Copenhagen based indie studio, Chroma Studio, started working on their first title “e: Click Click BOOM!” less than a year ago. 9 months, a $300,000 invest from Capnova Games Invest, and 8 developers later, e: Click Click BOOM! is nearly ready for a global launch.
At the time of this writing, the unity-based mobile game has been soft launched on iOS and Android in Canada and Denmark. We sat down and talked with Chroma Studio CEO and producer, Tim Shepherd, about the challenges and preparations that goes into launching a game globally.
When publishing for mobile, one of the most common concerns is whether to try to attract a publisher, or simply just self-publish in all regions and on all platforms. For the team at Chroma Studio, the answer has been to self publish as plan A. Especially because, as Tim Shepherd explains, publishers often prefer to steer away from games that are too experimental or unique. ““e: Click, Click, BOOM!” is a pretty unique puzzle game and publishers don’t usually like taking risks on unproven gameplay.”, he explains.
Add to that, that the app-store competition is as fierce as ever before, and it may start to seem understandable why publisher play their cards safely. However, as Tim Shepherd explains,
It’s tough to stand out in this space/genre as it is, but we believe we have created a title which has the potential to be worth talking about 🙂
In order to develop and support a game of global mainstream appeal, a great team is needed. And for Chroma Studio, one of the biggest challenges has been to align the creative thoughts within the team, which has grown from one to eight in 9 months.
“While we have found our mojo now, as we scaled the team up we had some difficulties getting everyone aligned creatively and working toward a common vision.”, says Tim Shepherd.
Through trial and error, and in order to align the creative vision, while also making room for unique ideas, the team has therefore now implemented a “prototype first” policy for all new features, Tim Shepherd explains – comparing the policy to the concept of a mini game jam.
“We have adopted a ‘prototype first’ policy for new features, so our pipeline is a bit more like a mini game jam per feature. If it works the way we expect it to, it gets a full production pass. If not, we iterate on the prototype until it either does what it is intended to, or we throw it away.”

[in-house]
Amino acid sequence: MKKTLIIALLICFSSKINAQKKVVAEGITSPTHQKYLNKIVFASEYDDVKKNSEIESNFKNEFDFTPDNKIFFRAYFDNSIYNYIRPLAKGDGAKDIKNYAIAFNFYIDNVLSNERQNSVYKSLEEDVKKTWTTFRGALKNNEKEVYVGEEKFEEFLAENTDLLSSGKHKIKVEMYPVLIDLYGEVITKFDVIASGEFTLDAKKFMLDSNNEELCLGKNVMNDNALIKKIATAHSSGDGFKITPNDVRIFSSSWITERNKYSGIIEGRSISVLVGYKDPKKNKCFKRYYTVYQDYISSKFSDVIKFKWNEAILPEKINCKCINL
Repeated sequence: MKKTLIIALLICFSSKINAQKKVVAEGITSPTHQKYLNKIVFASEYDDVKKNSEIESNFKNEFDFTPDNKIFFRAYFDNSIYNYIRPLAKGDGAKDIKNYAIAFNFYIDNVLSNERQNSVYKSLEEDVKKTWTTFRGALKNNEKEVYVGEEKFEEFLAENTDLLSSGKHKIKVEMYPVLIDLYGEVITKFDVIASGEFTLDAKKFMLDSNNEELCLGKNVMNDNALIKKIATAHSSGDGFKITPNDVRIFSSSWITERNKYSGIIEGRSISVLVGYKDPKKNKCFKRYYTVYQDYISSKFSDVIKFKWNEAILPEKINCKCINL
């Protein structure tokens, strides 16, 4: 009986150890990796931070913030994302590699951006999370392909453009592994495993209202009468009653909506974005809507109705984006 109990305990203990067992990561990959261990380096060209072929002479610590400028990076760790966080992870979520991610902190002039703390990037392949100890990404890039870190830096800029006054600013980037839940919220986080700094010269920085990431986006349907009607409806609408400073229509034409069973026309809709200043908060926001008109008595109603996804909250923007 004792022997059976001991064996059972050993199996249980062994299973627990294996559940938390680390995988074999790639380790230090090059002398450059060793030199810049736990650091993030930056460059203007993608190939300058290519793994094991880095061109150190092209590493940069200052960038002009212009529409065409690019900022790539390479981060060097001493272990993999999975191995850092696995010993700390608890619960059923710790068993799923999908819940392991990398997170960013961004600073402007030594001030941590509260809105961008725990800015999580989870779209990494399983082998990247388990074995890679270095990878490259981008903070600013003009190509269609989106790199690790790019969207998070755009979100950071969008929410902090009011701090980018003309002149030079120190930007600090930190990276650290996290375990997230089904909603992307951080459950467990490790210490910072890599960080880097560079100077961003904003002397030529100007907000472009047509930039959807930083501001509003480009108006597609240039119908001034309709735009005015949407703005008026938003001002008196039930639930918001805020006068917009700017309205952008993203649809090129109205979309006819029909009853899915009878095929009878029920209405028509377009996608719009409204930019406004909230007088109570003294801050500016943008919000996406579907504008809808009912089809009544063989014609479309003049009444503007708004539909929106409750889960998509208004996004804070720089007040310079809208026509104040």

As with any new indie studio, marketing is important – especially when launching the first game under a yet unknown brand. Sadly, the marketing budget is often close to zero in many such studios. Chroma Studio is no exception, but as Tim Shepherd emphasizes to Nordic Game Bits,
The good thing about the free-to-play business model is that the launch is not everything. Indeed, growing an audience over time and fine-tuning the game is the best practice for this type of release. So while we don’t have the resources to get a million users overnight, we are prepared to grow quickly using other tools and community management channels.
While it may seem interesting from the outside, running a indie studio is not always simply fun and games, Tim Shepherd explains, and warns that being good at making games is not the same as being good at running a games company. “A personal challenge for me was learning that being good at making games is not the same as being good at running a games company. My advice to anyone thinking of starting a games company now is to get an experienced business person on the founding team to deal with the ‘non-creative’ side of things,” he says.
Looking into the future, Chroma Studio hopes to bring the adventure of their launch title’s main character, “E” to even more platforms, and hopefully thereby build up an entire franchise around the character. Very much like what Rovio has done with Angry Birds. “…So we are now working on ways to bring the story of E and his adventures to an audience through different mediums such as more games (better structured to tell story), web content and social media.”, Tim Shepherd explains.
Have you successfully / unsuccessfully launched a global game yourself? Or do you have any comments on the story of Chroma Studio? Let us know in the comment section below! 🙂